Managing social isolation with your partner can be a challenge, especially with COVID19 meaning living in enforced close quarters for an extended period.
For some it may provide an opportunity to reconnect with a partner and establish a deeper level of trust and intimacy. For others, it can be a confronting time as you see your partner through a new lens in a ‘pressure cooker’ environment where they may do things that you find irritating.
Add in uncertainty, increased stress and possible loss of income, and tension in your relationship could escalate.
Successfully adjusting to life in a COVID19 world means working together, being kind and drawing on the strengths of your relationship.
Strategies to Keep Relationships Strong
Here are five strategies to help maintain a healthy marriage or partnership through stressful times.
Create space, set some boundaries and schedule some alone time
According to Relationships Australia boundaries are guidelines that people create for themselves to define where they end and the other begins. Boundaries can help explain what types of communication, behaviour and interaction are acceptable in a relationship.
They are important in times of difficulty, as disruption and loss of control can lead to increased levels of stress and impact mental health, so it is important to maintain some sense of identity and control where possible.
Tips to set boundaries during COVID19 include:
- Have honest conversations with your partner.
- Don’t expect your partner to fill your spare time or spend all day with you during the workday
- Give an ‘I’ message – “I need some quiet time to myself”
- Create clear physical boundaries: no business in the kitchen if space allows, or no talk about the children during office hours. If you can, separate your working space from your living space, and when work is over for the day, turn off the computer and go into the living space.
- Set time for no disturbance periods. Couples thrive when there is a healthy balance between time spent together and time spent apart.
Brains love structure and the grounding effects of routines can be a powerful way to streamline your days in isolation.
Set up a routine for yourself and your partner or family where you plan mealtimes, schedule exercise, work times and set time aside for creative projects.
Setting up routines is a great way to maintain a sense of control in an uncertain time and restore a sense of normalcy to your daily life. However, remember to stay flexible about your routine and accept that some routines may need to change or be ‘tweaked’ depending on your circumstances.
Close quarters and fear or frustration of the unknown may see a period where your partner’s actions irritate you beyond measure.
While a small anxious habit may be a coping mechanism for them, it can be a trigger for rising anger in you. Thoughtful communication is essential to prevent annoyances turning into anger.
If you feel like shouting or criticising, take a breath and step back. Remind yourself that your partner is doing their best to cope, just as you are.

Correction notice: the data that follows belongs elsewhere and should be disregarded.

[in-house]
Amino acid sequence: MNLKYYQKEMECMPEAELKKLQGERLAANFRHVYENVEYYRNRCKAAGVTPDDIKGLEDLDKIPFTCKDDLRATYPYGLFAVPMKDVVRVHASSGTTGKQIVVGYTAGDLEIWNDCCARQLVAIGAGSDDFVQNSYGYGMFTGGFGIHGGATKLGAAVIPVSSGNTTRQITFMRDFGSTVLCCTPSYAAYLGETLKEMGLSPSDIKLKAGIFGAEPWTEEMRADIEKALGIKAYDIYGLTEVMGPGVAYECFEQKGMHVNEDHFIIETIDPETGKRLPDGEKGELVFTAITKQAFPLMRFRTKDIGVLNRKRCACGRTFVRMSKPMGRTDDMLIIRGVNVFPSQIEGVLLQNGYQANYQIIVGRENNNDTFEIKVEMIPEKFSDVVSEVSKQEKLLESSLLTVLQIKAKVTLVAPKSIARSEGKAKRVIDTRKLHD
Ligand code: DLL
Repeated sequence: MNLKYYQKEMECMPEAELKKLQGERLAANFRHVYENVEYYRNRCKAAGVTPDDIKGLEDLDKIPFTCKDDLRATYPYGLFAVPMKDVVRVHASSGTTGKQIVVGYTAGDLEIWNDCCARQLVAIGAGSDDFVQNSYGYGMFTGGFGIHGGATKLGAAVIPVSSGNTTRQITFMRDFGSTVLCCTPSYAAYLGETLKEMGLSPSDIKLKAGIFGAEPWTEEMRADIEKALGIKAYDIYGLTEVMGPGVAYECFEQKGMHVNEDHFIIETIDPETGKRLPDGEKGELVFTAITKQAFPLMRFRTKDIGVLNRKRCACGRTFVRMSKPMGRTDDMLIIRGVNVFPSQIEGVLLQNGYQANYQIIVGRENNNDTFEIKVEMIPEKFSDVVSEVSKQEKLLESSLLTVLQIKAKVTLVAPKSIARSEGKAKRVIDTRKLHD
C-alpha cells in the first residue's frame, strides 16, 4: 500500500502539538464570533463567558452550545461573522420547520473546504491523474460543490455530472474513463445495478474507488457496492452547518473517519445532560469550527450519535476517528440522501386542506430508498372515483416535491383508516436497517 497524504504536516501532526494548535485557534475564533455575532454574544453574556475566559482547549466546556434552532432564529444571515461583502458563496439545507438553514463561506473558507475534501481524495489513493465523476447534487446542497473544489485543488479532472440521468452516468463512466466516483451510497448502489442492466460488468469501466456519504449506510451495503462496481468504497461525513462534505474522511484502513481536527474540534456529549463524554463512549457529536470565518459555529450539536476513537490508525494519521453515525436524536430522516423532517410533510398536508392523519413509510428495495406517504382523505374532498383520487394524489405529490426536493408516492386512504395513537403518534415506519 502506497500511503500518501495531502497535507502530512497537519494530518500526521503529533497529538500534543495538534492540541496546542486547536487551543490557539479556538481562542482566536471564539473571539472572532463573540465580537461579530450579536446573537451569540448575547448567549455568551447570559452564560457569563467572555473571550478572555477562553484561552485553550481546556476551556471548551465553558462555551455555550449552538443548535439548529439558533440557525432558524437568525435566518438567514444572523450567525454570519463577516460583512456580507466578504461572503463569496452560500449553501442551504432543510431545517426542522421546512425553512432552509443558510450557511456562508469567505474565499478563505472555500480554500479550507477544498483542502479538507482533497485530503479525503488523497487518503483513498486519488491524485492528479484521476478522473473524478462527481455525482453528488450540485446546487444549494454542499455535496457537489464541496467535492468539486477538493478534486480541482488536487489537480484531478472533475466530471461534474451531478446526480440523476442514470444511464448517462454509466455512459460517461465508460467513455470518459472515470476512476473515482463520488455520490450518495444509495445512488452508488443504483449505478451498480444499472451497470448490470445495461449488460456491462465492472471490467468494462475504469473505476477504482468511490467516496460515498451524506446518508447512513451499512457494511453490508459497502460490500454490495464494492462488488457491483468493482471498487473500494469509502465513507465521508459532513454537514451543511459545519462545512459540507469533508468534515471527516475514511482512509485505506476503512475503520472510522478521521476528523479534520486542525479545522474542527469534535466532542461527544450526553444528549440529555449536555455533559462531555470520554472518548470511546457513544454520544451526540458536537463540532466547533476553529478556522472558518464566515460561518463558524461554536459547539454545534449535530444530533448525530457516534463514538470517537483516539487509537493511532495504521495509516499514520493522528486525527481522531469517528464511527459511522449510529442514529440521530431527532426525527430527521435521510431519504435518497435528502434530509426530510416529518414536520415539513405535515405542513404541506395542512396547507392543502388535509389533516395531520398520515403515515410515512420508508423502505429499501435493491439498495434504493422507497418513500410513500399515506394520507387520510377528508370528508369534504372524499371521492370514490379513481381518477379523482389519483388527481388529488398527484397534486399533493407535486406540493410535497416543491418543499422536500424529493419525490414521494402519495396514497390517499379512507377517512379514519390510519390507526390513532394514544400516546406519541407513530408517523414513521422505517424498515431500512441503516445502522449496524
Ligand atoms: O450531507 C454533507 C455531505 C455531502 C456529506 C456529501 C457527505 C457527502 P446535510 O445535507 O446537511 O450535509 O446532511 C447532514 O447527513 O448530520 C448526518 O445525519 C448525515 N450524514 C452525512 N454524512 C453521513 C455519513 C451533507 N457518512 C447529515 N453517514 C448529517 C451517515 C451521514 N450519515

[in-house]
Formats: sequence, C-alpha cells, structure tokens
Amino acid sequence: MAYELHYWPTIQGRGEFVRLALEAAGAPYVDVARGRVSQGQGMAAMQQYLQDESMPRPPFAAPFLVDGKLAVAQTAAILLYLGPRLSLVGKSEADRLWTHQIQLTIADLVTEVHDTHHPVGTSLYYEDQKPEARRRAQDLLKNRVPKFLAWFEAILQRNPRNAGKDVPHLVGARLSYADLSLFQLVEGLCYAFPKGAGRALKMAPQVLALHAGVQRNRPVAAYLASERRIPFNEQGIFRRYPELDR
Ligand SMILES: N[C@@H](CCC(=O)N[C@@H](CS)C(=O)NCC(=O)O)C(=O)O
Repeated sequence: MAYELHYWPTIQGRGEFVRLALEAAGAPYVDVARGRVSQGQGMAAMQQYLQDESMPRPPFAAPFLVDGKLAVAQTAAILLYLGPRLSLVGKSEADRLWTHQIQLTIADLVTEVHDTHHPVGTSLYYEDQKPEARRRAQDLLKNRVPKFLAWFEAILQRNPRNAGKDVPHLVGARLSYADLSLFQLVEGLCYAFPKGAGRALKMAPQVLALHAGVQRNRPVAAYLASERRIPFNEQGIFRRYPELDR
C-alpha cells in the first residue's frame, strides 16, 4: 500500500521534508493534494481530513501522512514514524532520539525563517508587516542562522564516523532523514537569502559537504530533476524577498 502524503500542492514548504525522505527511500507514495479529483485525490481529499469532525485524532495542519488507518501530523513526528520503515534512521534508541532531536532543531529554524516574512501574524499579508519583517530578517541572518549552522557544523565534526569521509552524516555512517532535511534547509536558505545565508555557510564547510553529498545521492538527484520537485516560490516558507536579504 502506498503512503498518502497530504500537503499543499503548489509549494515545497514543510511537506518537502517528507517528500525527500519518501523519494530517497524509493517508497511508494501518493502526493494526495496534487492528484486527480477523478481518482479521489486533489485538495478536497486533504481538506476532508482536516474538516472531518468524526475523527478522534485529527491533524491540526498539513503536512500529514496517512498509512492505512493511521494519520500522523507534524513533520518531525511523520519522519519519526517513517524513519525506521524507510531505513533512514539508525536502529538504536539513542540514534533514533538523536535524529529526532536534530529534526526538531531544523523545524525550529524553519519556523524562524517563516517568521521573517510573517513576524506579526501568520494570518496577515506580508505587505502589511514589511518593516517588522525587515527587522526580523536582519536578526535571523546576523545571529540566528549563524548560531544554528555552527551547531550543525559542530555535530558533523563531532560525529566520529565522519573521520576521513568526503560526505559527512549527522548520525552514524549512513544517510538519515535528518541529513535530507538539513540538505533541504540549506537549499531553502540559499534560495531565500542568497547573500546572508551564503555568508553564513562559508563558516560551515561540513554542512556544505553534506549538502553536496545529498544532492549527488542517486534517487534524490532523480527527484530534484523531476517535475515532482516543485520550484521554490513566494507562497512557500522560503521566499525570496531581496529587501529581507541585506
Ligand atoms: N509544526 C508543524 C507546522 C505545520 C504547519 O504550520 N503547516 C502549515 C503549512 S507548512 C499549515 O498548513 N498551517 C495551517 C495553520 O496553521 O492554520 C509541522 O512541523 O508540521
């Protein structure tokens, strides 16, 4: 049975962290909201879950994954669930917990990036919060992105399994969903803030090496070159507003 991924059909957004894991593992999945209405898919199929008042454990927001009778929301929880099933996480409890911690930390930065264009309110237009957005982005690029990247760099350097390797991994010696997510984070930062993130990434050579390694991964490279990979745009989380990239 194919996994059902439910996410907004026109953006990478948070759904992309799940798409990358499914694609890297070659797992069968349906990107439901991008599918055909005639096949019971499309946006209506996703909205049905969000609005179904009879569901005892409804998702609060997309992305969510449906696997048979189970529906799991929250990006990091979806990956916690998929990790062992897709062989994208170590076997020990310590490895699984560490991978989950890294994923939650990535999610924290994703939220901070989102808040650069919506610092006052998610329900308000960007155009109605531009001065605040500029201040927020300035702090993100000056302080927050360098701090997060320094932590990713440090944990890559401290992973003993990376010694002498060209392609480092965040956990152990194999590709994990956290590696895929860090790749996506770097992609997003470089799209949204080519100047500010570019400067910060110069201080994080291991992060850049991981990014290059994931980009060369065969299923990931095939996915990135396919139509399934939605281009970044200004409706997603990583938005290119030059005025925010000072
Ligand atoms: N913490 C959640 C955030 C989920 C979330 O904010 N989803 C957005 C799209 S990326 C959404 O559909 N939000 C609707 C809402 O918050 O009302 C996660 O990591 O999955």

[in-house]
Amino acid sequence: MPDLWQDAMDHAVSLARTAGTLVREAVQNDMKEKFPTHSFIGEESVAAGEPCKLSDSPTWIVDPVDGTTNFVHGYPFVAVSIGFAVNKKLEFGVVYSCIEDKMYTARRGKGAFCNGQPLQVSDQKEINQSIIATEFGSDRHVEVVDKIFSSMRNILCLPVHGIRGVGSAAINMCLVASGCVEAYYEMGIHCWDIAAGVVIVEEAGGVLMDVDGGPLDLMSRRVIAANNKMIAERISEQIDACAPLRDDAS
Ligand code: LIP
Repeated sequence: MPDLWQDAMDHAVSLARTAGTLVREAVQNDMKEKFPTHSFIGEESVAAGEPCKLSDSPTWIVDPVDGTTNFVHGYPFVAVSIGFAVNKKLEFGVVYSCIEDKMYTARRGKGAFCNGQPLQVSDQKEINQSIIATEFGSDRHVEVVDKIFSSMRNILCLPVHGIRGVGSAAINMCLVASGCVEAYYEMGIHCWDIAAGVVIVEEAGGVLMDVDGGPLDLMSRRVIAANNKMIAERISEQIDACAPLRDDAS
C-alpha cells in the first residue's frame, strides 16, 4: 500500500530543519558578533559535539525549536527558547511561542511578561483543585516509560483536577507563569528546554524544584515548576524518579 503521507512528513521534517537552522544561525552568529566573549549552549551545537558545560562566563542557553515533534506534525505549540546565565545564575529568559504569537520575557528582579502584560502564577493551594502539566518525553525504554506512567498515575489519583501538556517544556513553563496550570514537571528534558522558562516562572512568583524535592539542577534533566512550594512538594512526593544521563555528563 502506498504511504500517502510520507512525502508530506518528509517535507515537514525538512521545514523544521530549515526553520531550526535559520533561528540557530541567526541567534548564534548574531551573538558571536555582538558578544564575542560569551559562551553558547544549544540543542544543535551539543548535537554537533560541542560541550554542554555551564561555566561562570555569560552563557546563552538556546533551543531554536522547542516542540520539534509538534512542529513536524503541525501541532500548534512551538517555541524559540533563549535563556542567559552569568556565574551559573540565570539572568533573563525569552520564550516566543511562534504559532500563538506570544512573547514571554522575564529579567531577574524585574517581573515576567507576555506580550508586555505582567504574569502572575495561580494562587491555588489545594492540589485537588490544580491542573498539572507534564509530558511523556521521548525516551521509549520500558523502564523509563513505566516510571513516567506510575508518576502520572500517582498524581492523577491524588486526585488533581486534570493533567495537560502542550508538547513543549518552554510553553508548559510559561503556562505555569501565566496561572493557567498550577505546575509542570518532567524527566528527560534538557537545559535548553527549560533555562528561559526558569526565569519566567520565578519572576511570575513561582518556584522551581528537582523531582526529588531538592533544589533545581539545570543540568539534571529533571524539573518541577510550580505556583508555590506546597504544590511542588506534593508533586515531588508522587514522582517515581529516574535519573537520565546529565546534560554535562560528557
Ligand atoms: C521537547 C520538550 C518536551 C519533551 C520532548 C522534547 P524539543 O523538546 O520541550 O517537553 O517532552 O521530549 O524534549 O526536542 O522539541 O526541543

Try to address the annoyance in a thoughtful way. For example, instead of yelling out an order to stop biting their nails, say something like “I see you’re biting your nails more than usual, how are you feeling?”. Let that approach be the opener to a calm conversation.
Simple, respectful language, such as saying please and thankyou to each other and telling jokes or laughing when you can help keep communication open and your relationship strong.
Everyone reacts to stress and isolation in different ways. So, it makes sense that your partner’s reaction to the current pandemic and isolation restrictions will be different than yours.
If your partner is suddenly moody, you don’t need to jump into their brain and try to determine their every thought. Your responsibility is to manage your own behaviour. Keep the lines of communication open, but also accept that your partner may not want to watch every Netflix show with you.
Help each other feel comfortable through a willingness to compromise and feel empathy. If your partner wants some down time to listen to music or take a walk alone, it’s not the end of your relationship. Personal space can make your relationship stronger.
Finding ways to stay positive, count your blessings and practice kindness will better help you navigate life’s ups and downs with your partner.
Showing extra kindness is a good way to remind each other you are supporting each other through this difficult time.
Small acts of kindness can also make you and them feel less alone in the world. For example, take them a cup of coffee when you’re making one for yourself, buy them a small special treat in your next grocery order or simply text them an occasional quirky joke or humorous message to lift their spirits.
Though they may seem inconsequential, these small acts of kindness can help you become closer with your partner and bond in positive ways.
Get Relationship Support
It’s important to understand that you’re not alone. How you feel is okay and help is available if you need it.
If you’re feeling overwhelmed or want support with managing relationship issues call Psychological Health Care for an appointment.
Our psychologists continue to deliver services via regular sessions or via telephone and video-conferencing appointments where appropriate. Call today to book an appointment.